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Opedaler 03-13-07 02:54 PM

trike steering
I've opened the door to trikes in the search for my first bent. Unfortunately, I'll run into the same problem(ie dealer proximity) and probably worse as far as selection I'll need as much info as possible before I strike out this spring.

My first question; Could someone lay down the different types of steering as well as the advantages and disadvanges of each? I'm hearing about direct, indirect, different linkages etc. Anything that a first time trike buyer should be aware of. Thanks

Also,any brands that steer exceptionally well, or is steering a nonissue for the most part?

VT_Speed_TR 03-14-07 08:50 AM

I have a 2005 Catrike Road, which uses indirect steering. I've riden many trikes (WizWheelz, Ice, Catrike, Greenspeed), some with indirect, some with direct. First they all steered very well and I found no problems with any of them. Catrike is now using only direct steering which mounts the handlebars directly on the kingpins of each wheel with a tie-rod connecting the two wheels. Provides very good steering, you get lots of road feedback thru the handlebars. Indirect basicly has a center pivot on the frame for the handlebar to mount on and then two tie-rods, one to each wheel. Again, very good steering on all the trikes I've riden. I have read were some trikes from a number of years ago have some issue with steering at highter speeds, but now I think the type of steering really is a non-issue. I think how the trike fits you, seat comfort, adjustability, are bigger issues.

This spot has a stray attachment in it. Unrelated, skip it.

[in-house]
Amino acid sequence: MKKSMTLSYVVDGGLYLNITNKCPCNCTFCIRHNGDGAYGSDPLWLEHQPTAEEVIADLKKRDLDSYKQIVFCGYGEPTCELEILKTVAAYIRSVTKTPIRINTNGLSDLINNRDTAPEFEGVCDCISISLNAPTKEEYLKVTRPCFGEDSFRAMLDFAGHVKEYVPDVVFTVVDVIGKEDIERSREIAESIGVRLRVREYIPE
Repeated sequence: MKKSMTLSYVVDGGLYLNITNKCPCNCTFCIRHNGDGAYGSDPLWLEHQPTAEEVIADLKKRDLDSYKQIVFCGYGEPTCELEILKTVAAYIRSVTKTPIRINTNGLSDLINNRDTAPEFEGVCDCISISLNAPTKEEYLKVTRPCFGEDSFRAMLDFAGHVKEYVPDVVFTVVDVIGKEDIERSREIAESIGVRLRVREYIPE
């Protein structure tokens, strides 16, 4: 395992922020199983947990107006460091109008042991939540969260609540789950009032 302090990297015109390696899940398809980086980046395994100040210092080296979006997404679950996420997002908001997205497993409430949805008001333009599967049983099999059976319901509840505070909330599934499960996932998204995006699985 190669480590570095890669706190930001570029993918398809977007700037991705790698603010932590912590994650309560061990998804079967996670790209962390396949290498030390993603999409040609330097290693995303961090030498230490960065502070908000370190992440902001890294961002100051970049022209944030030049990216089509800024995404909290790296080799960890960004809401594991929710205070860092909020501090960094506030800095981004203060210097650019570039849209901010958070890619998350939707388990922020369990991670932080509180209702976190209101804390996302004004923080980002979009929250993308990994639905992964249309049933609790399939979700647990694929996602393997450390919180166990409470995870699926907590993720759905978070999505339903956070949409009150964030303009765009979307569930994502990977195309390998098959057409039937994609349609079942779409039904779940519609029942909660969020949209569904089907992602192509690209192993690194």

Opedaler 03-14-07 10:07 AM

Thanks much VT. I might also ask about wear and whether it affects one or the other to any degree.

VT_Speed_TR 03-14-07 10:14 AM

By wear, I assume you mean on the tires, there is no difference. Both methods need to be set up correctly so they have the correct amount of toe-in, but if set correctly there is no difference. This is the same as your car, if the front-end is not in-alignment, you tires will wear faster. I've set the toe-in on my trike and have not had any problems with it coming out of adjustment. Indirect is slightly harder to set since you have 2 tie-rods, and adjusting the tie-rod affects only one wheels vs direct where you adjust the single tie-rod and it changes the toe-in for both wheels at the same time. But this is not something you do very often, not even yearly unless you are really riding bad, rutty roads that would throw all adjustments off.


BlazingPedals 03-14-07 02:30 PM

I'm not a trike rider but I'll chime in anyway! Virtually all the trikes I tried several years ago suffered from not enough trail. In a parking lot they were marginally OK, but get them going and they wanted to dart off into the ditch at the slightest finger movement. One guy in the club had a Windcheetah, and he actually unbonded the front end - knuckles? - and pivoted both front wheels to give him about double the normal trail. He claimed that made it much better. Last year I rode a Catrike, and it handled much better than earlier test rides, so maybe the standards for geometry are maturing.

As far as wear, ball joints and universal joints can be considered wear items, but they're not rocket science to replace. At worst it'd be a once-every-few-years winter maintenance item, just like repacking bearings.

Opedaler 03-14-07 05:03 PM

Thanks guys...... the kinda info I was looking for.

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